Dissipation of triclosan, triclocarban, carbamazepine and naproxen in agricultural soil following surface or sub-surface application of dewatered municipal biosolids
Al-Rajab, A.J., Sabourin, L., Lapen, D.R., Topp, E. (2015). Dissipation of triclosan, triclocarban, carbamazepine and naproxen in agricultural soil following surface or sub-surface application of dewatered municipal biosolids. Science of the Total Environment, [online] 512-513 480-488. http://dx.doi.org/10.1016/j.scitotenv.2015.01.075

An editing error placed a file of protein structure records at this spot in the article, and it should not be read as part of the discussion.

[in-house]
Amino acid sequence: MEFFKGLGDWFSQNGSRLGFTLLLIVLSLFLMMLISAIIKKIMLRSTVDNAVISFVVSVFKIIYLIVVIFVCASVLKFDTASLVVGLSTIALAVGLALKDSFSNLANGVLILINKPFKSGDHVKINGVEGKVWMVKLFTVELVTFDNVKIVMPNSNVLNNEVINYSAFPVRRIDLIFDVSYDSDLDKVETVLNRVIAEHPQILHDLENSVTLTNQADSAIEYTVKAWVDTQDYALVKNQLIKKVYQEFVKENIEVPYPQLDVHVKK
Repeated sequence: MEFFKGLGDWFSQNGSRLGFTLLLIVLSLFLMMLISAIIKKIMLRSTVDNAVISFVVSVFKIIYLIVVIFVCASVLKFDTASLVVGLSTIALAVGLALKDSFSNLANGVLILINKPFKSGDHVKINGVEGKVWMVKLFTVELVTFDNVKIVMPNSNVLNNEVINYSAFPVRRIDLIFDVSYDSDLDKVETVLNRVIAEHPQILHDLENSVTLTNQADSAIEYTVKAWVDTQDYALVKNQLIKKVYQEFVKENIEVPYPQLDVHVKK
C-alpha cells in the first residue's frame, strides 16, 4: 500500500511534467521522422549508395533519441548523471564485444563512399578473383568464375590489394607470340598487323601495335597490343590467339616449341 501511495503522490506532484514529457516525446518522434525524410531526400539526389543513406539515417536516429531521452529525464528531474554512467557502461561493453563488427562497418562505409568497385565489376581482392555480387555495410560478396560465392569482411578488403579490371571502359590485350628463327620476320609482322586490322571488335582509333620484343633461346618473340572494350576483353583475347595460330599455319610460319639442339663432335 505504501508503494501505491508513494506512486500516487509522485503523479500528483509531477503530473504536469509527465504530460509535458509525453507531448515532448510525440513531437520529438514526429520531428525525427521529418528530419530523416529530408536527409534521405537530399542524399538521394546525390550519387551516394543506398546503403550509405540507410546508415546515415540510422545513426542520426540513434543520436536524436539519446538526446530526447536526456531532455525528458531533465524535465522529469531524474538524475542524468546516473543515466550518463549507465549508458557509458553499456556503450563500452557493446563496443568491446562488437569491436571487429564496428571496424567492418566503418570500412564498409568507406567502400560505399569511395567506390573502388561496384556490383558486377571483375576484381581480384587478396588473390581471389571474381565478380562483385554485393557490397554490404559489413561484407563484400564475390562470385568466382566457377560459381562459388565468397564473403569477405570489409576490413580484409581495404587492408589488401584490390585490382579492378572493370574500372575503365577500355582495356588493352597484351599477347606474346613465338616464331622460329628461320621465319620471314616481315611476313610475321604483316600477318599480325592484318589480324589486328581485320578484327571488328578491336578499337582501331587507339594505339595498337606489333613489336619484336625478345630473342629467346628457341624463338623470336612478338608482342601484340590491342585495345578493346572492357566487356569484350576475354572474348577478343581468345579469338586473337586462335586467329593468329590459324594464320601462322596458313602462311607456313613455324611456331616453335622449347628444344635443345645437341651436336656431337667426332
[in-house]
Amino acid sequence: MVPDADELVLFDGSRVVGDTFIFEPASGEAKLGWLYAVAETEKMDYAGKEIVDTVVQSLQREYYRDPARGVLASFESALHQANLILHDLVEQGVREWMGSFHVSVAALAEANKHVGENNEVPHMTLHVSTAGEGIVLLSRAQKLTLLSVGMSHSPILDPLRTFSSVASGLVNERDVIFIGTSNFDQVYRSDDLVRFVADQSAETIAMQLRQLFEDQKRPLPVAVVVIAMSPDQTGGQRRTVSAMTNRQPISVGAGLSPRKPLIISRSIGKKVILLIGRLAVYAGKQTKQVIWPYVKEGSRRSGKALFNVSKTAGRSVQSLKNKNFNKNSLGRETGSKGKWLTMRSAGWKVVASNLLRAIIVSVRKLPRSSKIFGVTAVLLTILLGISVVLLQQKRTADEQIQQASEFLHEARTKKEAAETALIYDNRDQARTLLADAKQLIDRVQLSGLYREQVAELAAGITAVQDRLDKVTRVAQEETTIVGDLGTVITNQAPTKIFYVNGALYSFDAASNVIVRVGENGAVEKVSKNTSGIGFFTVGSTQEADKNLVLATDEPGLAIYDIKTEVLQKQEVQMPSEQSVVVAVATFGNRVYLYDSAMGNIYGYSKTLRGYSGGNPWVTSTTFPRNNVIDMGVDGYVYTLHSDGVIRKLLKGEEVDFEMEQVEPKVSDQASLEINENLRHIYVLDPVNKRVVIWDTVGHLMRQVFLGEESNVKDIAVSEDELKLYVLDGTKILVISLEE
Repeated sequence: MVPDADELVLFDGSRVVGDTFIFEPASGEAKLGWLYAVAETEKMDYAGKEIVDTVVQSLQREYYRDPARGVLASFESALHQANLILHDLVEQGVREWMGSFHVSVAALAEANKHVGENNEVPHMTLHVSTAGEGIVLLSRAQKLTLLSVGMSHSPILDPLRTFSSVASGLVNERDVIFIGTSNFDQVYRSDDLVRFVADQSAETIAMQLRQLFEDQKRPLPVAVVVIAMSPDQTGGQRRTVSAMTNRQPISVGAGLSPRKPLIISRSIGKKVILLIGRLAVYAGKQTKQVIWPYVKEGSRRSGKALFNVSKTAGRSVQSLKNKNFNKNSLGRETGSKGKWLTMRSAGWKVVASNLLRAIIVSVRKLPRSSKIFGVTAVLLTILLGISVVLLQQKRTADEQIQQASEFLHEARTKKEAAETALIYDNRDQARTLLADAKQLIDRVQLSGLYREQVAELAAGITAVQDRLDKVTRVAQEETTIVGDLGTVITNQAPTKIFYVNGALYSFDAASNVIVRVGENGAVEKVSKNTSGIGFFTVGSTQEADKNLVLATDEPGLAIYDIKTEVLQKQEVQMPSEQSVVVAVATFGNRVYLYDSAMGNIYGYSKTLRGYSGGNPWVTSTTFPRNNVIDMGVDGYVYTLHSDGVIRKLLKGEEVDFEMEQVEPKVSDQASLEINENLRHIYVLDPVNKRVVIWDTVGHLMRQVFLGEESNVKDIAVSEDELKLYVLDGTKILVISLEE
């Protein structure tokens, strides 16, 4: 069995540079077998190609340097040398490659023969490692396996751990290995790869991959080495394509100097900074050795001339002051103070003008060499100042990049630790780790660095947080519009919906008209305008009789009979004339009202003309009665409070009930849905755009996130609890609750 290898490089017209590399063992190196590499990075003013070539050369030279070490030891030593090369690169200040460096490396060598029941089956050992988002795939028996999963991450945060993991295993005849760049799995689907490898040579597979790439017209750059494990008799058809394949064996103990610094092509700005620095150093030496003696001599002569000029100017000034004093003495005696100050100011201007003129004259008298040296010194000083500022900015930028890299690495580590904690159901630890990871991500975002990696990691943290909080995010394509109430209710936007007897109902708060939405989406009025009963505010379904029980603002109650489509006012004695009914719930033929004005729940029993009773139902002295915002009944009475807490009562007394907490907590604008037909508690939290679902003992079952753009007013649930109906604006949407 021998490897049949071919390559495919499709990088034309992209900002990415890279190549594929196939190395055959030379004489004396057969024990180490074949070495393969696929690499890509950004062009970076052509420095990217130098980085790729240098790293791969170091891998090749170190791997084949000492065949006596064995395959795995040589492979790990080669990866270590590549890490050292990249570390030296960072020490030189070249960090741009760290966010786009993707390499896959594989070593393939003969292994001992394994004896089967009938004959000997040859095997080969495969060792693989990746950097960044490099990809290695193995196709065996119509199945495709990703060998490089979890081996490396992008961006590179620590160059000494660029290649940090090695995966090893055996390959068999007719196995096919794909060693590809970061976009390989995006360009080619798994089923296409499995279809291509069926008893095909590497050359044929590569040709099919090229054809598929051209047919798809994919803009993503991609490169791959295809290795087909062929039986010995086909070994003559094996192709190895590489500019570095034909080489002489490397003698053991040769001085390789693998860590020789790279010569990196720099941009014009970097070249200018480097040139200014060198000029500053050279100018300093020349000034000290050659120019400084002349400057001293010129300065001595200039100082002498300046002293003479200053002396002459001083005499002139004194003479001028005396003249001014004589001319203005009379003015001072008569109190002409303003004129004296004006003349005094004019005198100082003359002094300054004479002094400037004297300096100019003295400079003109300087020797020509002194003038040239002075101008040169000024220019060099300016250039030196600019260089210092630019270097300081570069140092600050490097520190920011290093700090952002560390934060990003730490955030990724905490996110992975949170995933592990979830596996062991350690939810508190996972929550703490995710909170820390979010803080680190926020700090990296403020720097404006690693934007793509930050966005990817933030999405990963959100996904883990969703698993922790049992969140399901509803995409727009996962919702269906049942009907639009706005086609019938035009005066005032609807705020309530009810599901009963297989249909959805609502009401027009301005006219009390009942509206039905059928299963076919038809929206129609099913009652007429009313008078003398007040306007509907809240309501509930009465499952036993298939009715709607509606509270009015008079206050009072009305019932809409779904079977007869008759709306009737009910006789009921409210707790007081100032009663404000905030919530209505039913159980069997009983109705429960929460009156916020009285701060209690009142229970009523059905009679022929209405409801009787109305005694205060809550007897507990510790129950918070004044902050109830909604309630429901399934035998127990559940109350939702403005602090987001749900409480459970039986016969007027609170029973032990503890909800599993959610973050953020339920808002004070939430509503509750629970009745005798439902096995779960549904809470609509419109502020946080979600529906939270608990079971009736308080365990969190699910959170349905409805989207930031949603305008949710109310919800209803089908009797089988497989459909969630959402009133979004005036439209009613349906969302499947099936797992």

In many jurisdictions land application of municipal biosolids is a valued source of nutrients for crop production. The practice must be managed to ensure that crops and adjacent water are not subject to contamination by pharmaceuticals or other organic contaminants. The broad spectrum antimicrobial agents triclosan (TCS) and triclocarban (TCC), the anti-epileptic drug carbamazepine (CBZ), and the nonsteroidal anti-inflammatory drug naproxen (NAP) are widely used and are carried in biosolids. In the present study, the effect of biosolids and depth of placement in the soil profile on the rates of TCS, TCC, CBZ, and NAP dissipation were evaluated under semi-field conditions. Aggregates of dewatered municipal biosolids (DMBs) supplemented with 14C-labeled residues were applied either on the soil surface or in the subsurface of the soil profile, and incubated over several months under ambient outdoor conditions. The dissipation of TCS, TCC and NAP was significantly faster in sub-surface than surface applied biosolid aggregates. In contrast the dissipation rate for CBZ was the same in surface applied and incorporated aggregates. Overall, the present study has determined a significant effect of depth of placement on the dissipation rate of biodegradable molecules.